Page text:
"Omission of notice" is publishing without a notice. In addition, some
errors are considered the same as omission of notice. These are:
+ A notice that does not contain the (the letter C in a circle
symbol), or the word "Copyright" or the abbreviation "Copr." or, if
the work is a sound recording, the symbol P (the letter P in a
circle);
+ A notice dated more than 1 year later than the date of first
publication;
+ A notice without a name or date that could reasonably be considered
part of the notice;
+ A notice that lacks the statement required for works consisting
preponderantly of U.S. Government material; and
+ A notice located so that it does not give reasonable notice of the
claim of copyright.

The omission of notice does not affect the copyright protection, and no
corrective steps are required if the work was published on or after
March 1, 1989. For works published between January 1, 1978, but before
March 1, 1989, no corrective steps are required if:

1. The notice is omitted from no more than a relatively small number of
copies or phonorecords distributed to the public; or

2. The omission violated an express written requirement that the
published copies or phonorecords bear the prescribed notice.

In all other cases of omission in works published before March 1, 1989,
to preserve copyright:

1. The work must have been registered before it was published in any
form or before the omission occurred, or it must have been registered
within 5 years after the date of publication without notice; and

2. The copyright owner must have made a reasonable effort to add the
notice to all copies or phonorecords that were distributed to the
public in the United States after the omission was discovered. If
these corrective steps were not taken, the work went into the public
domain in the United States 5 years after publication. At that time
all U.S. copyright protection was lost and cannot be restored.

Error in Year

If the copyright duration depends on the date of first publication and
the year given in the notice is earlier than the actual publication
date, protection may be shortened by beginning the term on the date in
the notice. (For later date in the notice, see "Omission of Notice.")

Example: A work made for hire is created in 1983 and is first published
in 1988. However, the notice contains the earlier year of 1987. In this
case, the term of copyright protection would be measured from the year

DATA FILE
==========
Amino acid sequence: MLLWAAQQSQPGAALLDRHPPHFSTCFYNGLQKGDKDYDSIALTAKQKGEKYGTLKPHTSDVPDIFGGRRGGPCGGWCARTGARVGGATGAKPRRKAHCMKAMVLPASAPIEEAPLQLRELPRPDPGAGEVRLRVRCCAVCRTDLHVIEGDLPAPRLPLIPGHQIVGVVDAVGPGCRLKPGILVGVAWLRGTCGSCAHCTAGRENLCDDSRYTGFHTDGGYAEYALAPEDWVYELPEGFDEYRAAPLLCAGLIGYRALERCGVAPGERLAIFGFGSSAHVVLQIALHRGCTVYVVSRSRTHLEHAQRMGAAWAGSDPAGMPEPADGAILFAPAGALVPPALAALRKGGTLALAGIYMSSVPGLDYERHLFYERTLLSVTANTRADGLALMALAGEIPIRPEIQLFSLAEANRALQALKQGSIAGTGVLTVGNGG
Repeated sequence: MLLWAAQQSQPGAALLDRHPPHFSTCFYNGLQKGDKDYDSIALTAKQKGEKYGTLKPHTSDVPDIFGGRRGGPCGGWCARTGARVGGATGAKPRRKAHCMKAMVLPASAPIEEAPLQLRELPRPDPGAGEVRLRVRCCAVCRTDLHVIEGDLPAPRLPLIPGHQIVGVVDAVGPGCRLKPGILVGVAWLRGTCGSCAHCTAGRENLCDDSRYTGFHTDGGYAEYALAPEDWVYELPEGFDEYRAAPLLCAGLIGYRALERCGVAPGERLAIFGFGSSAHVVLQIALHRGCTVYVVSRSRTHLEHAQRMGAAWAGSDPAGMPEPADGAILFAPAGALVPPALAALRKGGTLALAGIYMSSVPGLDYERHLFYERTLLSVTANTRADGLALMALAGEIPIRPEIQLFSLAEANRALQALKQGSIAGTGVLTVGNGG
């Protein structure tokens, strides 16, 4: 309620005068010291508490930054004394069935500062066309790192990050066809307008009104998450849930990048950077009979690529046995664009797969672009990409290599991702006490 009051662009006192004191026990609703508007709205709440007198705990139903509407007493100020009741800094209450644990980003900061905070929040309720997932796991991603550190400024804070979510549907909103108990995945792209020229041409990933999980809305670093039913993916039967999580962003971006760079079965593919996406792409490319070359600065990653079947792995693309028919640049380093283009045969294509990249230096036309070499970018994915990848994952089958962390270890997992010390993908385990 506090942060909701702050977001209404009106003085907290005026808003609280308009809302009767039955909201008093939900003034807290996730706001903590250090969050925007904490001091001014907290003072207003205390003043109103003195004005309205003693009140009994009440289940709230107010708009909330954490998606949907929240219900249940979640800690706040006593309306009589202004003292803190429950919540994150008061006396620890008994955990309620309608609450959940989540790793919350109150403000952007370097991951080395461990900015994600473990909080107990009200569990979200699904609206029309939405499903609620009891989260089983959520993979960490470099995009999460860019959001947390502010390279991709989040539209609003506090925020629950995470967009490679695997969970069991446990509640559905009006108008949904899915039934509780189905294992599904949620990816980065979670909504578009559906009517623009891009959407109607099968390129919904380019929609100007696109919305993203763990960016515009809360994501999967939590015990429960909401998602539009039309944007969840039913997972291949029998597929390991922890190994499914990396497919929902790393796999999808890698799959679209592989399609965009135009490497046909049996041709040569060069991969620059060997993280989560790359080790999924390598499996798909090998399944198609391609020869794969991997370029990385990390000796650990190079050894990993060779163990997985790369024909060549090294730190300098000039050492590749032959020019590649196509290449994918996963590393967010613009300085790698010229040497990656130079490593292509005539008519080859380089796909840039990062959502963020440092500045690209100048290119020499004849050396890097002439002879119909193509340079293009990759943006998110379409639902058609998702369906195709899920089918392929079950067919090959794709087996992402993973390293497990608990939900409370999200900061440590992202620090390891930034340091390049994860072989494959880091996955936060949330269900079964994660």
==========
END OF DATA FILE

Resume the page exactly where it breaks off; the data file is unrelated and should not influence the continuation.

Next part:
in the notice, and the expiration date would be 2082, 95 years from
1987.

Error in Name

When the person named in the notice is not the owner of copyright, the
error may be corrected by:

1. Registering the work in the name of the true owner;

*or*

2. Recording a document in the Copyright Office executed by the person
named in the notice that shows the correct ownership. Otherwise,
anyone who innocently infringes the copyright and can prove that he
or she was misled by the notice and obtained a transfer or license
from the person named in the notice may have a complete defense
against the infringement.

------------------------------------------------------------------------
MANDATORY DEPOSIT

All works under copyright protection and published in the United
States on or after March 1, 1989, are subject to mandatory deposit
whether published with or without a notice.

Works first published *before* March 1, 1989, are subject to mandatory
deposit if they were published in the United States with notice of
copyright. In general, within 3 months of publication in the United
States, the owner of copyright or of the exclusive right of publication
must deposit two copies (or, in the case of sound recordings, two
phonorecords) of the work in the Copyright Office for the use or
disposition of the Library of Congress.

The Copyright Office has issued regulations exempting certain categories
of works entirely from the mandatory de-posit requirements and reducing
the obligation for other categories. If copyright registration is
sought, the same deposit may be used for the mandatory deposit and for
registration. For further information about mandatory deposit, request
Circular 7d, "Mandatory Deposit of Copies or Phonorecords for the
Library of Congress."

------------------------------------------------------------------------
FOR MORE INFORMATION

Information via the Internet:
Frequently requested circulars, announcements, regulations, other
related materials, and all copyright application forms are available via